Solar Water Heating System
Solar water heaters are commonly referred to as solar domestic hot water systems by the plumbing industry. It doesn’t matter how Solar Water Heating Systems are referred to. They has a few key points that set them apart from traditional water heaters. Obviously their main selling point is the free fuel source. Mother nature provides the sunshine for you. There is no other cost effective way to produce heated water for your house. Solar Water Heating Systems can be used in any climate unlike traditional water heaters. American Plumbing will assist you in determining the ideal Solar Water Heating System for your household.
The way a solar water heating system works is not overly complicated. They have two main components – the storage tanks and solar collectors. The solar collectors harvest the free energy provided by the sun. There are 2 varieties of solar water heating systems. The active type has pumps that circulate the water with controls opposed to the passive type which doesn’t have either.
Active Solar Water Heating Systems have 2 distinct flavors Direct Circulation and Indirect Circulation. The Direct Circulation system has pumps that circulate your house’s water thru various collectors which are then piped into your house. These systems work the best in an environment that doesn’t freeze often if at all. Indirect circulation systems are commonly used in cold weather climates which are subject to freezes. The pump circulates a non freezing heat transfer fluid thru the collectors and a heat exchanger. This process then heats the water that flows directly into your house.
Here is a graphic of an active closed loop solar water heating system. The large flat panel referred to as the flat plate collector has a connection to your solar tank via 2 pipes. Your solar storage backup water heater has one pipe running thru a cylindrical pump located at the bottom of the tank. As this pipe turns and bends its way around the tank it becomes a coil called a double wall heat exchanger. The pipe undergoes a transformation from outside the storage reservoir then into it where it becomes the coil completing the loop to the flat plate collector. The anti-freeze fluids run thru the coil and the whole collector loop. The 2 pipes which come out of the top of your solar water storage tank have distinct purposes. The cold water comes in via one pipe and the other pipe brings your heated water to the house.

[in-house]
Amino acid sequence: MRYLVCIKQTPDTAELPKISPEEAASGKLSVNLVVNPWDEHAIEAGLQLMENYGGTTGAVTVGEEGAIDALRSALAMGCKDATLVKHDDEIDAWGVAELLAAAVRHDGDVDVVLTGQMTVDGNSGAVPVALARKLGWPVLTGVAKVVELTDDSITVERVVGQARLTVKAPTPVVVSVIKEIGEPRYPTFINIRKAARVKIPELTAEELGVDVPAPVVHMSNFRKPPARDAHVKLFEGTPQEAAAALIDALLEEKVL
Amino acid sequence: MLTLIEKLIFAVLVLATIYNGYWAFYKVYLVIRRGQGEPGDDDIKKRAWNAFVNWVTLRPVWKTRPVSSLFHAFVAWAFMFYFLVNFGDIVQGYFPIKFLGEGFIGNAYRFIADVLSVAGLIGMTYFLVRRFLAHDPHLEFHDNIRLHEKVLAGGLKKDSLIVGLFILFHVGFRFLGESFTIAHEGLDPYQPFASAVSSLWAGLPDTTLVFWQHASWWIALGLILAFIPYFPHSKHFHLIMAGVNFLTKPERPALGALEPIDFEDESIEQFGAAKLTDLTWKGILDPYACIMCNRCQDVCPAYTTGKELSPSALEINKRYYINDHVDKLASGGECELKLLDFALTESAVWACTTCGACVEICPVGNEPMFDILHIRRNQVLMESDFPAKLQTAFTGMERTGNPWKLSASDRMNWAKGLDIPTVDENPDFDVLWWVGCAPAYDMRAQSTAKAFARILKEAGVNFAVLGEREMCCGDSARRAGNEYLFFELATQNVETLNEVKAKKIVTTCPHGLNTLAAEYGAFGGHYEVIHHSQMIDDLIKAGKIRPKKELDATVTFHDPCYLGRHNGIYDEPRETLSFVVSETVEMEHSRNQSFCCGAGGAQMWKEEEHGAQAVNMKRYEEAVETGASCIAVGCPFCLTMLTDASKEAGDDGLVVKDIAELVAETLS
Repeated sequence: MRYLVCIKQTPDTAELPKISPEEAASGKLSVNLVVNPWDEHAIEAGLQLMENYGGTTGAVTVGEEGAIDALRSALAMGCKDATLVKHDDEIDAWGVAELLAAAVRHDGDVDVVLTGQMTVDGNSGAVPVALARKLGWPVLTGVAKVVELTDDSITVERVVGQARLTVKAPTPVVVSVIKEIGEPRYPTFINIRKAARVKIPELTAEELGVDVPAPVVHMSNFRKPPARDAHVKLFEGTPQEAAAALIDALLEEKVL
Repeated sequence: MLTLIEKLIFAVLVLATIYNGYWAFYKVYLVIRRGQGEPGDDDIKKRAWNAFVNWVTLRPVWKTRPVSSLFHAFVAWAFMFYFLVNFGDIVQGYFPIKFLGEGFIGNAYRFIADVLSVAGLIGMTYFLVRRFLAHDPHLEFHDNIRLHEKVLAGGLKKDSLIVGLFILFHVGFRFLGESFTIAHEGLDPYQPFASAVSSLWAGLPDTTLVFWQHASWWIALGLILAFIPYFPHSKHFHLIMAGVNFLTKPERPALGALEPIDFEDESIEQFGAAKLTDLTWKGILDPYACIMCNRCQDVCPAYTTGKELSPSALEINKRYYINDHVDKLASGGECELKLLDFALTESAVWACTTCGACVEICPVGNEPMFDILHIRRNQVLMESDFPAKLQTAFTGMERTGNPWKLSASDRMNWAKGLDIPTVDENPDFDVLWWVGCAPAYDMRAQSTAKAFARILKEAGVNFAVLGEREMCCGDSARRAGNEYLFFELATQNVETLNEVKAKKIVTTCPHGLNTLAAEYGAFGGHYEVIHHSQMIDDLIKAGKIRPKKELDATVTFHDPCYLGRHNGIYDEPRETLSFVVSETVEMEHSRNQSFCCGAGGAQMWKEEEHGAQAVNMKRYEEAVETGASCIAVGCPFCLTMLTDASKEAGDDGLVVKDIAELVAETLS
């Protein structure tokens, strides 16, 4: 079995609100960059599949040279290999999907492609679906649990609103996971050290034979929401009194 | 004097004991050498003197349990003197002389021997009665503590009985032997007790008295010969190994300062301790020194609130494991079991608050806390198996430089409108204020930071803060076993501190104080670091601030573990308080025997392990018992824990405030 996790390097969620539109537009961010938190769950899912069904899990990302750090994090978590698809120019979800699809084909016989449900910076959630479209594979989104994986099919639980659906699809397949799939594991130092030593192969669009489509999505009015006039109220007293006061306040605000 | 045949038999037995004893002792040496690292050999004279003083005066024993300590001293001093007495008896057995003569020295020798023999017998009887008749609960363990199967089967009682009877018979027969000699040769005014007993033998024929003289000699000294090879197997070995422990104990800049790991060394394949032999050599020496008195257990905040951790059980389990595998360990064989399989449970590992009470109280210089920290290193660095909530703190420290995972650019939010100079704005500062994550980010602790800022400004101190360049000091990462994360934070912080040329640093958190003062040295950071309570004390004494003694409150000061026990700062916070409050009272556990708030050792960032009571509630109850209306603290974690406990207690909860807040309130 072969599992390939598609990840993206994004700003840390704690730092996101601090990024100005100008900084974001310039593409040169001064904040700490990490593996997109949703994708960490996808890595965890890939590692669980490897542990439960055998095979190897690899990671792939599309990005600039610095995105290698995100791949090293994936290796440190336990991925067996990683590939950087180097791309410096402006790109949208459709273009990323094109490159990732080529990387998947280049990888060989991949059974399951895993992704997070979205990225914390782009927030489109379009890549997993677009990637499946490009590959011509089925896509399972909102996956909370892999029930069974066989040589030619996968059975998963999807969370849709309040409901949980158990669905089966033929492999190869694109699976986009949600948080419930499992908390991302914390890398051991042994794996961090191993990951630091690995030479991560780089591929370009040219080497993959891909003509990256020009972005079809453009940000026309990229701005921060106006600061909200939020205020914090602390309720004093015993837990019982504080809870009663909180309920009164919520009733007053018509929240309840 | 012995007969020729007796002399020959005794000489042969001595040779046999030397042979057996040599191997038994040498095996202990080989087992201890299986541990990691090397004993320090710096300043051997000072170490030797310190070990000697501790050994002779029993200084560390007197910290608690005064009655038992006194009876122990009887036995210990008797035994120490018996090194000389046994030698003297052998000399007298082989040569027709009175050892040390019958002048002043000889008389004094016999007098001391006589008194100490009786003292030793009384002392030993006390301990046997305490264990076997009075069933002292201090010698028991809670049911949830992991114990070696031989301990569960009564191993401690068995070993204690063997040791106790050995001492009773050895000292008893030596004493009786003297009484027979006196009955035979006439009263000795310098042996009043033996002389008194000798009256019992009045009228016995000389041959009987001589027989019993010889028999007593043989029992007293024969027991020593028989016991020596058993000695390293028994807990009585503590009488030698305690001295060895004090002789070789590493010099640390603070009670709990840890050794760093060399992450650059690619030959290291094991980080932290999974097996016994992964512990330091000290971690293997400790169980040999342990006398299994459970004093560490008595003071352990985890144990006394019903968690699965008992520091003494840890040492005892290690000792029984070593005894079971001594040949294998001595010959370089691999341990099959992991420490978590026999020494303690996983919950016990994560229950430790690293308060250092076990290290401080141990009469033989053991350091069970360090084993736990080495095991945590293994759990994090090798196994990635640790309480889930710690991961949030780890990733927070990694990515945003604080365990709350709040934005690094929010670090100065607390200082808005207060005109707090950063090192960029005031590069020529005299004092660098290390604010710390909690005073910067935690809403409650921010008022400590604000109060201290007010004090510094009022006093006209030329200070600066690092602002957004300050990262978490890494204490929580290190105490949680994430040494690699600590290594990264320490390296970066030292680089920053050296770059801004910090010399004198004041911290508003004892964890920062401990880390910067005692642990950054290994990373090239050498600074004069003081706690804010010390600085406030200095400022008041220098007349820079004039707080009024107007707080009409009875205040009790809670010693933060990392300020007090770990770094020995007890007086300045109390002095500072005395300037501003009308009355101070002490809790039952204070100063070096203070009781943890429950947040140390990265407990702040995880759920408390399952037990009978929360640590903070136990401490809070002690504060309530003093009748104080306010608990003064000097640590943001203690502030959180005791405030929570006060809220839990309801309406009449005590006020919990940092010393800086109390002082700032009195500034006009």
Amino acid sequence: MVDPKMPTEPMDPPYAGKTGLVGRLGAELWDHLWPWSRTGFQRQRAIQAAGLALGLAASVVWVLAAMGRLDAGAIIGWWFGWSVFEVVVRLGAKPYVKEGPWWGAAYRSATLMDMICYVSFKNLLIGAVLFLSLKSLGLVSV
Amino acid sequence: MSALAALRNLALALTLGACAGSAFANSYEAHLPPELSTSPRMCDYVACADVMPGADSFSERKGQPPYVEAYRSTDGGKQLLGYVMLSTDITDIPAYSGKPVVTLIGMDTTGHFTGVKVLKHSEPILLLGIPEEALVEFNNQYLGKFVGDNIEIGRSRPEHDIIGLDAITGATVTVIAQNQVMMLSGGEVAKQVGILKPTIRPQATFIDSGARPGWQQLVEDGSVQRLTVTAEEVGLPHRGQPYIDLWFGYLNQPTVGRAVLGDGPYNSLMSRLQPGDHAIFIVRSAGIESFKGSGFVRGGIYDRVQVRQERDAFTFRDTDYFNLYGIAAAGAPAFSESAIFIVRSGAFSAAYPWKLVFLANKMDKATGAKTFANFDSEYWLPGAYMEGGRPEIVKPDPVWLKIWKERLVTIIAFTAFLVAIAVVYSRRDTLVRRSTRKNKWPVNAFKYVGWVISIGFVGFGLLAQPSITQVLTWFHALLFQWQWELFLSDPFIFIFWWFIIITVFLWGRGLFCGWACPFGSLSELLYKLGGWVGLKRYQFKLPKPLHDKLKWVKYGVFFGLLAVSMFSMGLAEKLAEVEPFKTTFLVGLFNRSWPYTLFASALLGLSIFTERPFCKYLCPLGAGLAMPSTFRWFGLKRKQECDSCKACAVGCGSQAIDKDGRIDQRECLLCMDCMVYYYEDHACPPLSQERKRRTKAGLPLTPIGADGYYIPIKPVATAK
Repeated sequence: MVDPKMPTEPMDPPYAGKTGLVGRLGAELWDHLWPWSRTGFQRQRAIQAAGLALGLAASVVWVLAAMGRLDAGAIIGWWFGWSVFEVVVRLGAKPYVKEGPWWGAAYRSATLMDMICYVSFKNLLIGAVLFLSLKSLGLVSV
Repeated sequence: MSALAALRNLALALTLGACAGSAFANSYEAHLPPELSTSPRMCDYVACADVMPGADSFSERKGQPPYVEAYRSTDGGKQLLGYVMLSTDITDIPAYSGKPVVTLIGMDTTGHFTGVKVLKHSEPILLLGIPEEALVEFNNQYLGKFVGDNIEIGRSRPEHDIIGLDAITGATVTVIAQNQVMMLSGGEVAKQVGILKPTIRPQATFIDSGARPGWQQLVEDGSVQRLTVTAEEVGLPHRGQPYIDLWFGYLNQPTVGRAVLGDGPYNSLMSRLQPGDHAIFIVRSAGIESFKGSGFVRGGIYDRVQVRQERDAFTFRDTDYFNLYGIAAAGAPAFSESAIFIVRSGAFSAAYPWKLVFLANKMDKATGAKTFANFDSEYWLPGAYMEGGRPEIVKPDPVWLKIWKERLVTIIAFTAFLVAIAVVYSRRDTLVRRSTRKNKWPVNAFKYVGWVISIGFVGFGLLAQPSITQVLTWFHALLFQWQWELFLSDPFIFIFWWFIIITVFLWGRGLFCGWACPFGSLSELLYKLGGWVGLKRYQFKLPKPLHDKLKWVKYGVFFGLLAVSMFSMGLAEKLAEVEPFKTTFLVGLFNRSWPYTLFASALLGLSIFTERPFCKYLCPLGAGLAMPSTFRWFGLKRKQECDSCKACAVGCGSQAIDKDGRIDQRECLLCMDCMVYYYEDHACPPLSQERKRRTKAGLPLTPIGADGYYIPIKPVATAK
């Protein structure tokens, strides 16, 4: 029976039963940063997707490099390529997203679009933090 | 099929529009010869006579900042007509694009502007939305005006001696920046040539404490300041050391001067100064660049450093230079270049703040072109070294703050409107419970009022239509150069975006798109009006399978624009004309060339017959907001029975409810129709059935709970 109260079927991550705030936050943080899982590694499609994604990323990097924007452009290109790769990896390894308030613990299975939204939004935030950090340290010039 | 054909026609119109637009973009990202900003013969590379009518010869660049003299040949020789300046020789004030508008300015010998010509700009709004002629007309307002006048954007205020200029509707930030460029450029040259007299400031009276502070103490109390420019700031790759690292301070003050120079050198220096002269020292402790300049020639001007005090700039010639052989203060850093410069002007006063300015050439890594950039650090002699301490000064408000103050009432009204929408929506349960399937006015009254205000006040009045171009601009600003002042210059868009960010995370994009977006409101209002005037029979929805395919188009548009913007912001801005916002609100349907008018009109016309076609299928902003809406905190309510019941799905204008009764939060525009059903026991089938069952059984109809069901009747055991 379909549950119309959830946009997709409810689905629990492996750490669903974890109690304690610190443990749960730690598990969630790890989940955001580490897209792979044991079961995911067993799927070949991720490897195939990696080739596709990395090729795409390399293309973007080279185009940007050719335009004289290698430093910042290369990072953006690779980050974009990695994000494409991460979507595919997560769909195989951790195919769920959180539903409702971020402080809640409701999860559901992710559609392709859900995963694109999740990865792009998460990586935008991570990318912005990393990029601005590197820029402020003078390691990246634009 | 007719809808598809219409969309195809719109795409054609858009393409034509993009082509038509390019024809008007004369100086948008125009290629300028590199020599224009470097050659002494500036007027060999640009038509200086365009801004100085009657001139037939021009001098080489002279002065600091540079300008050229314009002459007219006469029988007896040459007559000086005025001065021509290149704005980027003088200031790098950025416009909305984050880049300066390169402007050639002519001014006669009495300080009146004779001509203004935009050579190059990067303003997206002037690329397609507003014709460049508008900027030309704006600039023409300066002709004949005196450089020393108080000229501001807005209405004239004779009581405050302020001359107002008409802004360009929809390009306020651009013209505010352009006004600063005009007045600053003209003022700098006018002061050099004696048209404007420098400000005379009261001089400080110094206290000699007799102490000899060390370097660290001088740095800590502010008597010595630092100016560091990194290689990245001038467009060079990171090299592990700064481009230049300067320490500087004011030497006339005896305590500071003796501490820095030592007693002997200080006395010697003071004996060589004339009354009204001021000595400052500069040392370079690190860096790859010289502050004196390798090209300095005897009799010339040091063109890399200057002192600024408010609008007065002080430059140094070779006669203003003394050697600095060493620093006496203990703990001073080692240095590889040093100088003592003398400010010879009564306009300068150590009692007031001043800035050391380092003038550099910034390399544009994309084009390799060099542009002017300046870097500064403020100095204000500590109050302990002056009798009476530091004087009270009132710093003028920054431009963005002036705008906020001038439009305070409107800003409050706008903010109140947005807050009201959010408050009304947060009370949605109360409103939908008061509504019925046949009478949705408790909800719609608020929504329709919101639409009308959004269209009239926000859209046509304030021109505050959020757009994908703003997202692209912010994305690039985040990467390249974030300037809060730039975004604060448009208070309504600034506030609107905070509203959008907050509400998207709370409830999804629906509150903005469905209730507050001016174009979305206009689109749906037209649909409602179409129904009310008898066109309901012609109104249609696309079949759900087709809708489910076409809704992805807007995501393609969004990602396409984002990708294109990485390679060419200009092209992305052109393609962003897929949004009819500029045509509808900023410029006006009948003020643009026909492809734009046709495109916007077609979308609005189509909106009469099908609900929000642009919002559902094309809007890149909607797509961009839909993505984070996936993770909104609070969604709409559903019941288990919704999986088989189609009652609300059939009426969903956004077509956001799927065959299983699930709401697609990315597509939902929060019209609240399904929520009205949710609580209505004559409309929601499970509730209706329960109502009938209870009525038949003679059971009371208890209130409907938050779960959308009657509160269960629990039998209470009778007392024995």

Passive solar water heating systems generally cost much less and but their efficiency comes into question. With that being said passive solar water heating systems are much more reliable and have a longer lifespan. Maintenance is not an issue for either passive or active solar water heating systems. Like the active systems, the passive has 2 flavors. An integral collector storage passive system and a thermosyphon system. The Integral collector storage passive system operates optimally in warm weather environments that are not subject to freezing temperatures. They are best suited for homes that have a high demand for hot water needs during the daytime and at night.
Thermosyphon systems have the water flowing thru the system as the warmer water rises and the cooler water sinks. The collector in these cases have installation done below the storage tank so that the warmer water will be risen into the tank. There is only one caveat that should be taken into consideration. The roof design must be able to withstand heavy payloads. A thermosyphon system should be discussed with a contractor to ensure the roof has the capacity to accept it. Most newer roofs don’t usually have an issue. One last thought about Thermosyphon systems is that they carry a slightly higher price tag than the integral collector storage passive system.
Here is a graphic of a passive batch solar water heater. The cold water has 2 entry points, a batch collector or the solar storage backup water heater tank. This varies depending on the orientation of the bypass valve. If the valve for the batch collector is in the open position, a vertical pipe (cold weather environments the pipe will have a spigot drain) then brings the water up and then into the batch collector. The batch collectors are constructed of a large box holding a tank that is immersed with a glaze that points directly towards the sun. Water is then heated up in this tank, now the other pipe will bring the hot water from the batch collector into the solar storage backup water heater. The last part of the hot water’s journey is to the inside of your home.
If you have any questions about solar heating solutions give American Plumbing a call.